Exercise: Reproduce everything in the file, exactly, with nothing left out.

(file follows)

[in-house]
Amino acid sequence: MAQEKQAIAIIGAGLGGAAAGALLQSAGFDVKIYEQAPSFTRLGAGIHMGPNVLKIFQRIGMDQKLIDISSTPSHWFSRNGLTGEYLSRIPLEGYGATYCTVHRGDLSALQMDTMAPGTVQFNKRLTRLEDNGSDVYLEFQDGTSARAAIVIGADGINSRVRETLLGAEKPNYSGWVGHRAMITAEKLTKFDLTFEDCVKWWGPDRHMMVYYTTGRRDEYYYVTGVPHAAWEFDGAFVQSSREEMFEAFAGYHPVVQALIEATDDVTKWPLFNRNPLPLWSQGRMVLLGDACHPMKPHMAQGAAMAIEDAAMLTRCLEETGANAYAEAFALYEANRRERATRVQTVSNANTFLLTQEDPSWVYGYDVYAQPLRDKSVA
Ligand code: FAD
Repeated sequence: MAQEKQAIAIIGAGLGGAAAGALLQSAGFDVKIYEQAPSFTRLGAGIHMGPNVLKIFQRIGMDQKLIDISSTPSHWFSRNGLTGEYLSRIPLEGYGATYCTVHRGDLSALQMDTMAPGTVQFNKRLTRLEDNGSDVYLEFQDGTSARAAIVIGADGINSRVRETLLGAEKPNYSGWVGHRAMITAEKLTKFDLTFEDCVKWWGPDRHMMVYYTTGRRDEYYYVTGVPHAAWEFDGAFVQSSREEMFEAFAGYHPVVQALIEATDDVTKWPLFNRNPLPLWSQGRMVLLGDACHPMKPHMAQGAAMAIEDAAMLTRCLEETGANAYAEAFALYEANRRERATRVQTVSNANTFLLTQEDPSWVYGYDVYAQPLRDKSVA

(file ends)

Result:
[in-house]
Amino acid sequence: MAQEKQAIAIIGAGLGGAAAGALLQSAGFDVKIYEQAPSFTRLGAGIHMGPNVLKIFQRIGMDQKLIDISSTPSHWFSRNGLTGEYLSRIPLEGYGATYCTVHRGDLSALQMDTMAPGTVQFNKRLTRLEDNGSDVYLEFQDGTSARAAIVIGADGINSRVRETLLGAEKPNYSGWVGHRAMITAEKLTKFDLTFEDCVKWWGPDRHMMVYYTTGRRDEYYYVTGVPHAAWEFDGAFVQSSREEMFEAFAGYHPVVQALIEATDDVTKWPLFNRNPLPLWSQGRMVLLGDACHPMKPHMAQGAAMAIEDAAMLTRCLEETGANAYAEAFALYEANRRERATRVQTVSNANTFLLTQEDPSWVYGYDVYAQPLRDKSVA
Ligand code: FAD
Repeated sequence: MAQEKQAIAIIGAGLGGAAAGALLQSAGFDVKIYEQAPSFTRLGAGIHMGPNVLKIFQRIGMDQKLIDISSTPSHWFSRNGLTGEYLSRIPLEGYGATYCTVHRGDLSALQMDTMAPGTVQFNKRLTRLEDNGSDVYLEFQDGTSARAAIVIGADGINSRVRETLLGAEKPNYSGWVGHRAMITAEKLTKFDLTFEDCVKWWGPDRHMMVYYTTGRRDEYYYVTGVPHAAWEFDGAFVQSSREEMFEAFAGYHPVVQALIEATDDVTKWPLFNRNPLPLWSQGRMVLLGDACHPMKPHMAQGAAMAIEDAAMLTRCLEETGANAYAEAFALYEANRRERATRVQTVSNANTFLLTQEDPSWVYGYDVYAQPLRDKSVA